Foot pain in horses
The team at the AHT has pioneered the understanding of equine foot pain using a variety of imaging, pathological and biomechanical approaches.
This has led to vital changes in the understanding of diagnosis and pathogenesis of foot pain in horses.
We have completed studies looking at different patterns of radiopharmaceutical uptake (RU), quantitative assessment of radiopharmaceutical uptake and how these are influenced by different disease processes in the foot. We are beginning to better understand that there are probably a variety of different pathological processes that influence the navicular bone, with or without closely related soft tissue structures, such as the distal sesamoidean impar ligament, the collateral sesamoidean ligament and the deep digital flexor tendon (DDFT). The insertions of the collateral ligaments of the distal interphalangeal joint and the insertion of the DDFT appear to be sites of major stress, and presence of increased RU may reflect severity of injury and influence prognosis.
We have recognised in many clinical patients that lesions of multiple structures can be identified using MRI. Many of these are likely to have predated the onset of lameness. We are now trying to elucidate better what actually induces pain that causes lameness. We have carried out some pilot studies mapping out the distribution of sensory nerve endings in a variety of structures within the foot in lame and sound horses. However we need to develop this further. We have further ongoing work looking at injuries of the distal sesamoidean impar ligament. We are also trying to understand better the different pathological processes that can result in increased signal intensity in bones in fat suppressed MR images. This is important if we want to know how to target treatment.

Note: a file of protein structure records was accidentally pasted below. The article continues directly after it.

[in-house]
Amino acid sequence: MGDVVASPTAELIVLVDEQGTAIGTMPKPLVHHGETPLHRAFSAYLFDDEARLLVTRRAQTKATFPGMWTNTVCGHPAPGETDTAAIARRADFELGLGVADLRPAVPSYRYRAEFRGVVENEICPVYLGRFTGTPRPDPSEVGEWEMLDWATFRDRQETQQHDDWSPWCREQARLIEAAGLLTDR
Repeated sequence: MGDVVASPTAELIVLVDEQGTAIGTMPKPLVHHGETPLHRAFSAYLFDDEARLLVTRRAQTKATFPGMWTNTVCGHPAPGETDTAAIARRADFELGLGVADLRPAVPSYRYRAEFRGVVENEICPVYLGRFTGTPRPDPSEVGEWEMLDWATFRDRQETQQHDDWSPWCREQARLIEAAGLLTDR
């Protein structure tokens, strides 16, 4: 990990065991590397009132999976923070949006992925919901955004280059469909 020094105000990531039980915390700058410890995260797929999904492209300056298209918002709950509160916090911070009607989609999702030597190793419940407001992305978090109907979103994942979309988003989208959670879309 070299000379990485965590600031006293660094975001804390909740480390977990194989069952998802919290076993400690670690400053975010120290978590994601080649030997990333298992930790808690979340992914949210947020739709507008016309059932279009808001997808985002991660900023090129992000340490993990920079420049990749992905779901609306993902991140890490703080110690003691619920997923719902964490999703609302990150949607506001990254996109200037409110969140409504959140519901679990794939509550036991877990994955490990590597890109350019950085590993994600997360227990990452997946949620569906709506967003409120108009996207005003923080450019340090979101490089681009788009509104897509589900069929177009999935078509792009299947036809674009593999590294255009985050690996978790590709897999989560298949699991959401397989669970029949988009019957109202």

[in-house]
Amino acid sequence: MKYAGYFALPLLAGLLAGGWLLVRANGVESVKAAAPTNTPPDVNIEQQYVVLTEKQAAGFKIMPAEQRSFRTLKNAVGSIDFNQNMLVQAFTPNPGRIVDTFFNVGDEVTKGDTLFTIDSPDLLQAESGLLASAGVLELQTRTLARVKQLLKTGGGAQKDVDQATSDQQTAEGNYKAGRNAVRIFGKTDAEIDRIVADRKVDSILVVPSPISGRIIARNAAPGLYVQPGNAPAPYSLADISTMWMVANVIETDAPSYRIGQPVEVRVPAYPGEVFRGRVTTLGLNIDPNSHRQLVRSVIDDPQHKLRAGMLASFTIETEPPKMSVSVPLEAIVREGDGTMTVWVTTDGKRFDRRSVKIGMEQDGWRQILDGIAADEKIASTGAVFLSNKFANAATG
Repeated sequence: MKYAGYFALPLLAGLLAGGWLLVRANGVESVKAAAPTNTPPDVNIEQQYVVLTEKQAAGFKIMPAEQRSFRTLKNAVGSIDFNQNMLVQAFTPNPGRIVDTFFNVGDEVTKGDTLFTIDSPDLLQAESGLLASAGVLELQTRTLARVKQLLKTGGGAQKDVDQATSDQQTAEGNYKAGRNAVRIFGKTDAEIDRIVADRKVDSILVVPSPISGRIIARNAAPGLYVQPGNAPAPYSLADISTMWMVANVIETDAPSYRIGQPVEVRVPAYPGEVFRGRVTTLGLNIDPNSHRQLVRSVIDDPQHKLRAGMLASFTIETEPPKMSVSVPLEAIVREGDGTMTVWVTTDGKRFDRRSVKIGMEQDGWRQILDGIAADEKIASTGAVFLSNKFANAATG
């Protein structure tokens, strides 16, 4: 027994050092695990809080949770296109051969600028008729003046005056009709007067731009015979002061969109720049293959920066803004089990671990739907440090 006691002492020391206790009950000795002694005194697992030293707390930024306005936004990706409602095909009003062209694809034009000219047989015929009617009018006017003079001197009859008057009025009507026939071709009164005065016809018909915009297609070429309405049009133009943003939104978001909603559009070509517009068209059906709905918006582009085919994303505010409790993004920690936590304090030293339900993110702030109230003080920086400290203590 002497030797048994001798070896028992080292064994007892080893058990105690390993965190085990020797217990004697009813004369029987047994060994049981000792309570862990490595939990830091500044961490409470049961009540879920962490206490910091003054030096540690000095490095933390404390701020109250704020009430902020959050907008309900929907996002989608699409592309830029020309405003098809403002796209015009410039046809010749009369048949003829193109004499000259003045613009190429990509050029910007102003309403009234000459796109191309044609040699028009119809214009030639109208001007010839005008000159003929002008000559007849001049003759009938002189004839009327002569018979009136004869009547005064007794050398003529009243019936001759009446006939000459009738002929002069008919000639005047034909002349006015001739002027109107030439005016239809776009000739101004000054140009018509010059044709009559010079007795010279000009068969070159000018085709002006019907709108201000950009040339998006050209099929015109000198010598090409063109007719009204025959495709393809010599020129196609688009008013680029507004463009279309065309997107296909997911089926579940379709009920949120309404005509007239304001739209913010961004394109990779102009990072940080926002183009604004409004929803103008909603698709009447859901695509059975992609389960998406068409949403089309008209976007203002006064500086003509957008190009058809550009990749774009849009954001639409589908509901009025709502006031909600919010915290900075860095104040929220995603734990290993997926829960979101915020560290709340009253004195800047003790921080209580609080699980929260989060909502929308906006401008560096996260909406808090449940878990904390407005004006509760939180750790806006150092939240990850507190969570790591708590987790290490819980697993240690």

This research work is driven by the clinical cases and the questions that arise from their investigation, as we strive to understand better the causes of foot pain, the mechanisms of injury and any possible influences on treatment.
If you have any questions in relation to poor performance or equine lameness in your horse please either speak with your vet or contact us on 01638 751908.